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  • Magen Smith

What is a self storage audit?

What is a self storage audit and do you need one?

I hear this question often. Let's talk about what a self storage audit is NOT.

  • It's not a scary "audit" where I come in and tell you all your mistakes.

  • It's not something you only do when you suspect theft.

  • It's not a walkthrough of your units.

A good thorough self storage audit is much more. When I perform a self storage audit, I start at the process level. What do you expect to happen? What is your policy for each section of your business? If you don't have a policy, that's ok. I help you define and create one, getting buy in from your staff in the process.

Once we define all the policies, I test that they are followed. Here is how it works in real life:

If your overlock policy is all units are overlocked on the 6th of the month, we walk the facility and check that all units are actually overlocked.

If your past due policy is tenants are texted on the 5th, emailed on the 8th and called on the 10th, I check reports and notes and see if that process is followed.

If your bank deposit process is the program is closed every day and cash and checks are deposited twice a week, I trace the money and confirm that all your cash was deposited into the bank.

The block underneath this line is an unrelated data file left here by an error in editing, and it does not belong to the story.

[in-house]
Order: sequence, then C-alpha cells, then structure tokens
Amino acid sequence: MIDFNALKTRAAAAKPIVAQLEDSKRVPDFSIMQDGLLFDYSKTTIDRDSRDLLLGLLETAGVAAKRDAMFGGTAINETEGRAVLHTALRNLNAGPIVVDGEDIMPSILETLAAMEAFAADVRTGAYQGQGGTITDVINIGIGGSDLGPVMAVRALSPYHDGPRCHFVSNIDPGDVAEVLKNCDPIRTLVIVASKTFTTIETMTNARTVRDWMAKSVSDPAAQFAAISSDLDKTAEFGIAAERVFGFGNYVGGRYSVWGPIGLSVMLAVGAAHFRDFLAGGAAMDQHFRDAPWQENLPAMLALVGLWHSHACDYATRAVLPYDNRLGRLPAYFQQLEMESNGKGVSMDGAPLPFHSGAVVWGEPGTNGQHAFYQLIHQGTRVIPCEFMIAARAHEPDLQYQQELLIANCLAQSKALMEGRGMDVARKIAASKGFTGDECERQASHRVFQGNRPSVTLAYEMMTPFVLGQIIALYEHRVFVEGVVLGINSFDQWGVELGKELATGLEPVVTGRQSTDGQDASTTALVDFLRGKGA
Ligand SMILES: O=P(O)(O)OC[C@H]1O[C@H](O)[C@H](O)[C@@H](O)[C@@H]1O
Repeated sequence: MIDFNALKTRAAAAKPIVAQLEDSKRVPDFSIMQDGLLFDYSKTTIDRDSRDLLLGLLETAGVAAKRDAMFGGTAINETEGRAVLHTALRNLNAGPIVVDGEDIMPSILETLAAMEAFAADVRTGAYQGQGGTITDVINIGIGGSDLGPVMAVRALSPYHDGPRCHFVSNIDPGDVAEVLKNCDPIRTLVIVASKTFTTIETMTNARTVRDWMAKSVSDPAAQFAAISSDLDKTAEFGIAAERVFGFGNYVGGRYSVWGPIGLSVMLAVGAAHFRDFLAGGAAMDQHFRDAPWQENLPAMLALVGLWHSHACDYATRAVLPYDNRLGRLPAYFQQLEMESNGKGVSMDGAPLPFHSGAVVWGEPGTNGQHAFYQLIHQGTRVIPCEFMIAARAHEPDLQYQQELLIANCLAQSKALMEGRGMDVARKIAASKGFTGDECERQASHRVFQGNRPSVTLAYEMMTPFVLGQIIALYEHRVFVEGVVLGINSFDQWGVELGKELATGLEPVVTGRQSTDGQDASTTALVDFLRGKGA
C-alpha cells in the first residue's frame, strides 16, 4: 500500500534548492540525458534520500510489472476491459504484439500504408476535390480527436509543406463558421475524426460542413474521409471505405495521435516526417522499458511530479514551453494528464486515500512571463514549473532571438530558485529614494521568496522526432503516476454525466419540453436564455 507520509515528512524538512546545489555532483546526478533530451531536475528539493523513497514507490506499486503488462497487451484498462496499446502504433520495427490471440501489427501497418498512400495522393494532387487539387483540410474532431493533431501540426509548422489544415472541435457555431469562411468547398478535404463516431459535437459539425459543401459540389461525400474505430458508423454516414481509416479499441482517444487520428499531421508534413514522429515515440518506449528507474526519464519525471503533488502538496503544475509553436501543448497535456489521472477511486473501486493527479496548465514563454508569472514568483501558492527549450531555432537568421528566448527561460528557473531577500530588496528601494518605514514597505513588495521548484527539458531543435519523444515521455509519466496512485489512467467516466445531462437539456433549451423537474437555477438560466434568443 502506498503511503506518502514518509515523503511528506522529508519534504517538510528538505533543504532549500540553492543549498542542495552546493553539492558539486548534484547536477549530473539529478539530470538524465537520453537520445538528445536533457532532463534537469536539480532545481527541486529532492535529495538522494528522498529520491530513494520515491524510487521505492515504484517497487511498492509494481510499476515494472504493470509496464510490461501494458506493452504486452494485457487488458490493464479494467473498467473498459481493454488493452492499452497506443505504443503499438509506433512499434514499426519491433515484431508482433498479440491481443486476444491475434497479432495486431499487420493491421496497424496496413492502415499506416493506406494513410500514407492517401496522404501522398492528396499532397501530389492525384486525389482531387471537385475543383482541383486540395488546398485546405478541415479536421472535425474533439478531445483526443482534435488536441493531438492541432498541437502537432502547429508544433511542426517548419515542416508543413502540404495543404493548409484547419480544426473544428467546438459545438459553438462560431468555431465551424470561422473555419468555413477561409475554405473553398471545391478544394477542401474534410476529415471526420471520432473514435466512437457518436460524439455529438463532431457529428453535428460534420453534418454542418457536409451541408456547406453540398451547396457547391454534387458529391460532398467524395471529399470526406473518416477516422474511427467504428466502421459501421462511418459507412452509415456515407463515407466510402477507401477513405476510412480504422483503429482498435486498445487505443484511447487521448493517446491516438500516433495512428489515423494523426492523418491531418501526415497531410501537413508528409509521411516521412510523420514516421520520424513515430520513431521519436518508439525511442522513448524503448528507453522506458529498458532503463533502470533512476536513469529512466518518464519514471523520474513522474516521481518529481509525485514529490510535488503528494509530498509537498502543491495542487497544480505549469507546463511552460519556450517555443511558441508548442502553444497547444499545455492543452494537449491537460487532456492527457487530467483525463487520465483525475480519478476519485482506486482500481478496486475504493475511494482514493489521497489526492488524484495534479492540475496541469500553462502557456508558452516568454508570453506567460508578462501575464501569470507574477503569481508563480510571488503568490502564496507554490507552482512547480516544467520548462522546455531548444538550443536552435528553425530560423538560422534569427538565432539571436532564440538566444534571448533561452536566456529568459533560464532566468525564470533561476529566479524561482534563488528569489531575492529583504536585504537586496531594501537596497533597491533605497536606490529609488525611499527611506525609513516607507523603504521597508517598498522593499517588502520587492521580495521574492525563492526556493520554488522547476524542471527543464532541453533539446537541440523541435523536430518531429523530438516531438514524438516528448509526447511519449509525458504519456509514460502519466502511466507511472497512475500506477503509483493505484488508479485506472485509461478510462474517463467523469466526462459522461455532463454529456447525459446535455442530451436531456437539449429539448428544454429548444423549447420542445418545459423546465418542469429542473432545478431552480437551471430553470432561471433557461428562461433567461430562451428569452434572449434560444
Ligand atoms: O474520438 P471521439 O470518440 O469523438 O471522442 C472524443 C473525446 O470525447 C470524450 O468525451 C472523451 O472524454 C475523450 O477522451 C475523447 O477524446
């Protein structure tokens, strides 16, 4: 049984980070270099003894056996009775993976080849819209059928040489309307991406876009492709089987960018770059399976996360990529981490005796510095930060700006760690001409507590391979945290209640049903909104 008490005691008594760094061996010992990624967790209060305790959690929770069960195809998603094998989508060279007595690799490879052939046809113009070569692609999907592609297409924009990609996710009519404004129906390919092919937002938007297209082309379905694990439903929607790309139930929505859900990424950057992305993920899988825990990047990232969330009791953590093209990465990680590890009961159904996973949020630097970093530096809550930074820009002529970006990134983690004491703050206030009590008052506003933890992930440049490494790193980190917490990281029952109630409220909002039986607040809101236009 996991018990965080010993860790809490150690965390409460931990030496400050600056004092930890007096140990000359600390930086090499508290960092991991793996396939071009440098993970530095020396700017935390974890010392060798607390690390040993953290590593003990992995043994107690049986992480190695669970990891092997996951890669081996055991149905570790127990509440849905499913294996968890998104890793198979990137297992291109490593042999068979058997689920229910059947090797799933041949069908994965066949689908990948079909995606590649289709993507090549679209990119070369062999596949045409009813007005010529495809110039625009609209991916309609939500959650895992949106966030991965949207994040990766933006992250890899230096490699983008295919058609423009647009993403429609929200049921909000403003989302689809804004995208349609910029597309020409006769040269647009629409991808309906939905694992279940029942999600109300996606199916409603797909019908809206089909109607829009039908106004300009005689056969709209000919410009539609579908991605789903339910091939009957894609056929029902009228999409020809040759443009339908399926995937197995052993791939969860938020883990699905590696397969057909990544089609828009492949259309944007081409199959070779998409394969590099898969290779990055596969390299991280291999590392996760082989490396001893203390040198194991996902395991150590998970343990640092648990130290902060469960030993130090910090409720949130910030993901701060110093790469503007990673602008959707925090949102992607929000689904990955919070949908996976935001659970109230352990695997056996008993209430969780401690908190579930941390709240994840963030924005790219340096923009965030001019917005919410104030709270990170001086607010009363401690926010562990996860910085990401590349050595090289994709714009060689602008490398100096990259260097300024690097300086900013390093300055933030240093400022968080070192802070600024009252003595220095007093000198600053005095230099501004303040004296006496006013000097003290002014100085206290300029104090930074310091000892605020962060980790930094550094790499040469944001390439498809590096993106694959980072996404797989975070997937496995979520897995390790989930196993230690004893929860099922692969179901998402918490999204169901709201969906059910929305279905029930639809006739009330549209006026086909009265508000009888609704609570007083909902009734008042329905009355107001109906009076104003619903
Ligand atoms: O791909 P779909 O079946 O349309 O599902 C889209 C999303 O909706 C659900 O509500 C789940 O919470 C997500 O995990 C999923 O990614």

A good self storage audit reviews the operational expectations of the owner and checks that the staff is following the procedures. I also bring best practices and new ideas into the company that I've seen other storage owners use with success.

There is a massive benefit to having a fresh set of eyes as I walk through your self storage business. I can spot things you can't, since I haven't been looking at them for years.

A self storage audit is not meant to bash your manager over the heads or be a scary situation. My goal is to cover the expectations and get everyone on the same page so there is less friction at the property.

What does this look like in real life?

I start every audit by talking to the owner and manager. We discuss the expectations of the company by process, move in, past due, rental, auction, maintenance, and more. As we go through the expectations, I take notes and listen for gaps in the process where someone could steal or drop the ball. It's not all about theft but I do listen for areas where internal controls are lacking and we can change the process to improve the system. Once I understand how a process should be followed, I begin testing to see if it is followed. I'll pull files, paperwork and reports to gather data on what the staff is actually doing every day. Once we understand what actually is happening in reality, we discuss openly how significant the gap is. Some self owners are tolerant of gaps in the process if they are insignificant. Others want the system followed to the letter. It is up to the owner to decide how much of the gap to tolerate.

If we do not have a process, we design one.

During the audit, I take constant notes and provide a detailed report of findings, significant, and recommendations on how to move forward.

When I audit, it not only cover operations processes, but also marketing, financials, expenses and more.

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